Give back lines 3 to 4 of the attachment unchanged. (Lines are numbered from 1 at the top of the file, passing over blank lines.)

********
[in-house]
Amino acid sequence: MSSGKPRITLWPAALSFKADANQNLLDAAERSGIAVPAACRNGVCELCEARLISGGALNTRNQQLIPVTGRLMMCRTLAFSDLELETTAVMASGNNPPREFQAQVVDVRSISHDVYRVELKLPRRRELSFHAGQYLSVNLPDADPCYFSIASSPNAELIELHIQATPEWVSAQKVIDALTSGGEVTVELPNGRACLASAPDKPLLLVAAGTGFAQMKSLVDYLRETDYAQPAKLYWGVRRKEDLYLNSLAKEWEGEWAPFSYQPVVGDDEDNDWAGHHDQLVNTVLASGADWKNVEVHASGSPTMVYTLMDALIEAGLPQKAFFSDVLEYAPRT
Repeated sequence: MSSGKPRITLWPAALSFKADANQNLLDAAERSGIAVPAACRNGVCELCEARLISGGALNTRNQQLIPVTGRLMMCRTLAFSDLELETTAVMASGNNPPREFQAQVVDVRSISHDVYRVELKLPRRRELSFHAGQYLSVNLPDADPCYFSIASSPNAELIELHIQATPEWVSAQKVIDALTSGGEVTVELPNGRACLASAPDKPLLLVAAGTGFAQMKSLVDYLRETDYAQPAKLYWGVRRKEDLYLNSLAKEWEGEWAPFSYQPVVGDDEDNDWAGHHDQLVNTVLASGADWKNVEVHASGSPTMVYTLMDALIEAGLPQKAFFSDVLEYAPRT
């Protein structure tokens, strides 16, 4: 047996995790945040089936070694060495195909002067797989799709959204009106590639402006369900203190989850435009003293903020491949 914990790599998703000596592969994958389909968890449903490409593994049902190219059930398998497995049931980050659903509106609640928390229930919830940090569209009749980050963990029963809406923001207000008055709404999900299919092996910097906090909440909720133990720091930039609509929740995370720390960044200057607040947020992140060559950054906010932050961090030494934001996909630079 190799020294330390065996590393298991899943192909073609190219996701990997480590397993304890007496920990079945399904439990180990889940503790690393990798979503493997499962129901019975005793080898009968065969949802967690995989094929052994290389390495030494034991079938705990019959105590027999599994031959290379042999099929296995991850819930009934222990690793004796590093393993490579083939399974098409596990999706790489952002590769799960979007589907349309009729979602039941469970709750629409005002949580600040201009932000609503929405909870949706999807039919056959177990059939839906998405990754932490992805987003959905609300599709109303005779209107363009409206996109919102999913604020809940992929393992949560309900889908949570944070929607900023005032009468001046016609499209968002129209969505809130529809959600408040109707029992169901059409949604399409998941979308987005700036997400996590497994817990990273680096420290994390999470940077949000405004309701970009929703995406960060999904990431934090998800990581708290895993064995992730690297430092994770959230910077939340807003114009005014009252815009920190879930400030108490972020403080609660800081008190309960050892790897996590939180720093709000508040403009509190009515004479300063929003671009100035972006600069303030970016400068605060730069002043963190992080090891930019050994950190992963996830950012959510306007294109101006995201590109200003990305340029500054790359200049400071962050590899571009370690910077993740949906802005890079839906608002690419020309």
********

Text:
Repeated sequence: MSSGKPRITLWPAALSFKADANQNLLDAAERSGIAVPAACRNGVCELCEARLISGGALNTRNQQLIPVTGRLMMCRTLAFSDLELETTAVMASGNNPPREFQAQVVDVRSISHDVYRVELKLPRRRELSFHAGQYLSVNLPDADPCYFSIASSPNAELIELHIQATPEWVSAQKVIDALTSGGEVTVELPNGRACLASAPDKPLLLVAAGTGFAQMKSLVDYLRETDYAQPAKLYWGVRRKEDLYLNSLAKEWEGEWAPFSYQPVVGDDEDNDWAGHHDQLVNTVLASGADWKNVEVHASGSPTMVYTLMDALIEAGLPQKAFFSDVLEYAPRT
């Protein structure tokens, strides 16, 4: 047996995790945040089936070694060495195909002067797989799709959204009106590639402006369900203190989850435009003293903020491949 914990790599998703000596592969994958389909968890449903490409593994049902190219059930398998497995049931980050659903509106609640928390229930919830940090569209009749980050963990029963809406923001207000008055709404999900299919092996910097906090909440909720133990720091930039609509929740995370720390960044200057607040947020992140060559950054906010932050961090030494934001996909630079 190799020294330390065996590393298991899943192909073609190219996701990997480590397993304890007496920990079945399904439990180990889940503790690393990798979503493997499962129901019975005793080898009968065969949802967690995989094929052994290389390495030494034991079938705990019959105590027999599994031959290379042999099929296995991850819930009934222990690793004796590093393993490579083939399974098409596990999706790489952002590769799960979007589907349309009729979602039941469970709750629409005002949580600040201009932000609503929405909870949706999807039919056959177990059939839906998405990754932490992805987003959905609300599709109303005779209107363009409206996109919102999913604020809940992929393992949560309900889908949570944070929607900023005032009468001046016609499209968002129209969505809130529809959600408040109707029992169901059409949604399409998941979308987005700036997400996590497994817990990273680096420290994390999470940077949000405004309701970009929703995406960060999904990431934090998800990581708290895993064995992730690297430092994770959230910077939340807003114009005014009252815009920190879930400030108490972020403080609660800081008190309960050892790897996590939180720093709000508040403009509190009515004479300063929003671009100035972006600069303030970016400068605060730069002043963190992080090891930019050994950190992963996830950012959510306007294109101006995201590109200003990305340029500054790359200049400071962050590899571009370690910077993740949906802005890079839906608002690419020309």